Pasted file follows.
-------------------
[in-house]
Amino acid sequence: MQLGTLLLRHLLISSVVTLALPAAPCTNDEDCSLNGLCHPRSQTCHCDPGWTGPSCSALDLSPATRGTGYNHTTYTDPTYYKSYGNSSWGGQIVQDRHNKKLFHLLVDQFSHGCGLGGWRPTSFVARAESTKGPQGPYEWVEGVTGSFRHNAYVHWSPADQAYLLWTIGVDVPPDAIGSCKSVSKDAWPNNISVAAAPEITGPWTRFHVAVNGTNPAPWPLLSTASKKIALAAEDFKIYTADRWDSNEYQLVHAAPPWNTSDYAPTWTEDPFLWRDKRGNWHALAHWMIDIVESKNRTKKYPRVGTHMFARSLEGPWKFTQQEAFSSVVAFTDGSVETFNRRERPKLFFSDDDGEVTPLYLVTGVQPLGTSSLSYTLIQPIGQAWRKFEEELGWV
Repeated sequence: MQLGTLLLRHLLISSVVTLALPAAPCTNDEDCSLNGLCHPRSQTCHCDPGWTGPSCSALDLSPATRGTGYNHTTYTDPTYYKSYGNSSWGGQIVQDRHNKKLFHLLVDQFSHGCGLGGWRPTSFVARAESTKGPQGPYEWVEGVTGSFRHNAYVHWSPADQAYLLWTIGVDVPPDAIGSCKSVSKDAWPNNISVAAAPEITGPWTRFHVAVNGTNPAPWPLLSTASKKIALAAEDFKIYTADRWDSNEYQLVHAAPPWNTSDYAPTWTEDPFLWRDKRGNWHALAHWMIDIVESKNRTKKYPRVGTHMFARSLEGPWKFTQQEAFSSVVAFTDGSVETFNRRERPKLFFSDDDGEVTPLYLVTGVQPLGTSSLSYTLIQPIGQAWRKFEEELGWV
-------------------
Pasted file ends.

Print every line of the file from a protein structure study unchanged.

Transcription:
[in-house]
Amino acid sequence: MQLGTLLLRHLLISSVVTLALPAAPCTNDEDCSLNGLCHPRSQTCHCDPGWTGPSCSALDLSPATRGTGYNHTTYTDPTYYKSYGNSSWGGQIVQDRHNKKLFHLLVDQFSHGCGLGGWRPTSFVARAESTKGPQGPYEWVEGVTGSFRHNAYVHWSPADQAYLLWTIGVDVPPDAIGSCKSVSKDAWPNNISVAAAPEITGPWTRFHVAVNGTNPAPWPLLSTASKKIALAAEDFKIYTADRWDSNEYQLVHAAPPWNTSDYAPTWTEDPFLWRDKRGNWHALAHWMIDIVESKNRTKKYPRVGTHMFARSLEGPWKFTQQEAFSSVVAFTDGSVETFNRRERPKLFFSDDDGEVTPLYLVTGVQPLGTSSLSYTLIQPIGQAWRKFEEELGWV
Repeated sequence: MQLGTLLLRHLLISSVVTLALPAAPCTNDEDCSLNGLCHPRSQTCHCDPGWTGPSCSALDLSPATRGTGYNHTTYTDPTYYKSYGNSSWGGQIVQDRHNKKLFHLLVDQFSHGCGLGGWRPTSFVARAESTKGPQGPYEWVEGVTGSFRHNAYVHWSPADQAYLLWTIGVDVPPDAIGSCKSVSKDAWPNNISVAAAPEITGPWTRFHVAVNGTNPAPWPLLSTASKKIALAAEDFKIYTADRWDSNEYQLVHAAPPWNTSDYAPTWTEDPFLWRDKRGNWHALAHWMIDIVESKNRTKKYPRVGTHMFARSLEGPWKFTQQEAFSSVVAFTDGSVETFNRRERPKLFFSDDDGEVTPLYLVTGVQPLGTSSLSYTLIQPIGQAWRKFEEELGWV